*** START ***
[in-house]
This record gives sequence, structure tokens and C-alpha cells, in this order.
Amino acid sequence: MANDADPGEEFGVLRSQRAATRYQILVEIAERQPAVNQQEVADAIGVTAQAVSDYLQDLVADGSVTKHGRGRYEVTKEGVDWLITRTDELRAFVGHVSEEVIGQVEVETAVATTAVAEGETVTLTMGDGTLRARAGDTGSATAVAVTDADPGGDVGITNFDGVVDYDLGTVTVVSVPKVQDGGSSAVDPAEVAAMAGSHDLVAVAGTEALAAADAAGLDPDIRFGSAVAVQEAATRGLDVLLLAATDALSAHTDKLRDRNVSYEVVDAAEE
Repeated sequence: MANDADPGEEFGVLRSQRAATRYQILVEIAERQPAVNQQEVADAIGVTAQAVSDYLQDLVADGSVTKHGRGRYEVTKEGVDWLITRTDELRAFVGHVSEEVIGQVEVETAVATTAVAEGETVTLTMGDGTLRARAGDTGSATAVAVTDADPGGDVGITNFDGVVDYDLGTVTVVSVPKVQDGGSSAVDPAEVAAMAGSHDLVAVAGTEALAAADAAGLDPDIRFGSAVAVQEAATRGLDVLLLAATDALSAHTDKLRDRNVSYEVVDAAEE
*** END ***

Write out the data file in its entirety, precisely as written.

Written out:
[in-house]
This record gives sequence, structure tokens and C-alpha cells, in this order.
Amino acid sequence: MANDADPGEEFGVLRSQRAATRYQILVEIAERQPAVNQQEVADAIGVTAQAVSDYLQDLVADGSVTKHGRGRYEVTKEGVDWLITRTDELRAFVGHVSEEVIGQVEVETAVATTAVAEGETVTLTMGDGTLRARAGDTGSATAVAVTDADPGGDVGITNFDGVVDYDLGTVTVVSVPKVQDGGSSAVDPAEVAAMAGSHDLVAVAGTEALAAADAAGLDPDIRFGSAVAVQEAATRGLDVLLLAATDALSAHTDKLRDRNVSYEVVDAAEE
Repeated sequence: MANDADPGEEFGVLRSQRAATRYQILVEIAERQPAVNQQEVADAIGVTAQAVSDYLQDLVADGSVTKHGRGRYEVTKEGVDWLITRTDELRAFVGHVSEEVIGQVEVETAVATTAVAEGETVTLTMGDGTLRARAGDTGSATAVAVTDADPGGDVGITNFDGVVDYDLGTVTVVSVPKVQDGGSSAVDPAEVAAMAGSHDLVAVAGTEALAAADAAGLDPDIRFGSAVAVQEAATRGLDVLLLAATDALSAHTDKLRDRNVSYEVVDAAEE